Project description:BACKGROUND:Inflammatory mediators in the synovial fluid (SF) play critical roles in the initiation and development of pain in knee osteoarthritis (KOA). However, data for inflammatory marker expression are conflicting, and the role of SF inflammatory mediators in neuropathic pain is not clear. Therefore, the aim of this study was to identify SF inflammatory mediators associated with nociceptive and neuropathic pain in KOA. METHODS:Levels of IL-1?, IL-6, TNF-?, macrophage colony-stimulating factor, MMP-3, MMP-13, metalloproteinase with thrombospondin motifs 5, calcitonin gene-related peptide, neuropeptide Y, substance P and bradykinin were measured using enzyme-linked immunosorbent assays in 86 patients. Nociceptive pain was assessed using the numeric rating scale (NRS), visual analog scale (VAS) and Western Ontario and McMaster Universities Osteoarthritis Index (WOMAC) pain score. Neuropathic pain was determined using the PainDETECT questionnaire. Moreover, knee function was evaluated by the WOMAC score and range of motion (ROM) assessments. Radiological grade was defined using the Kellgren-Lawrence (K-L) grading scale. RESULTS:Pain scores measured using different methods correlated highly with each other. A worse K-L grade and knee function were associated with worse pain. Expression of IL-1? and IL-6 was increased in the early stage compared with the late stage. The NRS score correlated positively with age, K-L grade, and the WOMAC score and negatively with ROM and TNF-? expression. The VAS correlated positively with age, K-L grade, and the WOMAC score but negatively with ROM and levels of IL-1?, IL-6 and TNF-?. The WOMAC pain score did not correlate with any of the inflammatory mediators measured; it correlated only with ROM. The PainDETECT score correlated only with the WOMAC score. Expression of other inflammatory mediators did not correlate with any of the pain scores. CONCLUSIONS:IL-1?, IL-6 and TNF-? play critical roles in pain in the early stage of KOA and correlate with pain. The catabolic enzymes and neuropeptides measured do not correlate with nociceptive and neuropathic pain. New biomarkers related to pain in the late stage need to be further investigated.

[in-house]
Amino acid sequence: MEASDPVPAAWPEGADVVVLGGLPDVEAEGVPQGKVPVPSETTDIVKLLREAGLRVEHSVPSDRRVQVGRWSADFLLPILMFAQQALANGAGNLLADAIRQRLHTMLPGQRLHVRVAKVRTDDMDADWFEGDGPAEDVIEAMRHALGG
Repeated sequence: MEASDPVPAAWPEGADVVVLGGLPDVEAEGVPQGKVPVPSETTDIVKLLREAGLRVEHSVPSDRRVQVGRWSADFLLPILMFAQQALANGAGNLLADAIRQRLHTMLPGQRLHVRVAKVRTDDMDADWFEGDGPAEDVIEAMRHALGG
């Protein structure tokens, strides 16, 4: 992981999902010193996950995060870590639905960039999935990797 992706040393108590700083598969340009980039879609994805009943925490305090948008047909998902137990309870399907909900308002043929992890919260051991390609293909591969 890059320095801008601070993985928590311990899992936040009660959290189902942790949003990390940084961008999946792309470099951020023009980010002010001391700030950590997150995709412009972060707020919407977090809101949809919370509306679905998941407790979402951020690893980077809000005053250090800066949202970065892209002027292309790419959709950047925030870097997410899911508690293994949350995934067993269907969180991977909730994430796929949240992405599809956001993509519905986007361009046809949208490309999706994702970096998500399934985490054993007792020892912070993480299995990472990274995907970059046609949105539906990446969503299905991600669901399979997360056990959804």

Project description:INTRODUCTION: This study tested the effectiveness of moxibustion on pain and function in chronic knee osteoarthritis (KOA) and evaluated safety. METHODS: A multi-centre, non-blinded, parallel-group, randomised controlled trial compared moxibustion with usual care (UC) in KOA. 212 South Korean patients aged 40-70 were recruited from 2011-12, stratified by mild (Kellgren/Lawrence scale grades 0/1) and moderate-severe KOA (grades 2/3/4), and randomly allocated to moxibustion or UC for four weeks. Moxibustion involved burning mugwort devices over acupuncture and Ashi points in affected knee(s). UC was allowed. Korean Western Ontario and McMaster Universities Questionnaire (K-WOMAC), Short Form 36 Health Survey (SF-36v2), Beck Depression Inventory (BDI), physical performance test, pain numeric rating scale (NRS) and adverse events were evaluated at 5 and 13 weeks. K-WOMAC global score at 5 weeks was the primary outcome. RESULTS: 102 patients (73 mild, 29 moderate-severe) were allocated to moxibustion, 110 (77 mild, 33 moderate-severe) to UC. K-WOMAC global score (moxibustion 25.42+/-SD 19.26, UC 33.60+/-17.91, p<0.01, effect size?=?0.0477), NRS (moxibustion 44.77+/-22.73, UC 56.23+/-17.71, p<0.01, effect size?=?0.0073) and timed-stand test (moxibustion 24.79+/-9.76, UC 25.24+/-8.84, p?=?0.0486, effect size ?=?0.0021) were improved by moxibustion at 5 weeks. The primary outcome improved for mild but not moderate-severe KOA. At 13 weeks, moxibustion significantly improved the K-WOMAC global score and NRS. Moxibustion improved SF-36 physical component summary (p?=?0.0299), bodily pain (p?=?0.0003), physical functioning (p?=?0.0025) and social functioning (p?=?0.0418) at 5 weeks, with no difference in mental component summary at 5 and 13 weeks. BDI showed no difference (p?=?0.34) at 5 weeks. After 1158 moxibustion treatments, 121 adverse events included first (n?=?6) and second degree (n?=?113) burns, pruritus and fatigue (n?=?2). CONCLUSIONS: Moxibustion may improve pain, function and quality of life in KOA patients, but adverse events are common. Limitations included no sham control or blinding. TRIAL REGISTRATION: Clinical Research Information Service (CRIS) KCT0000130.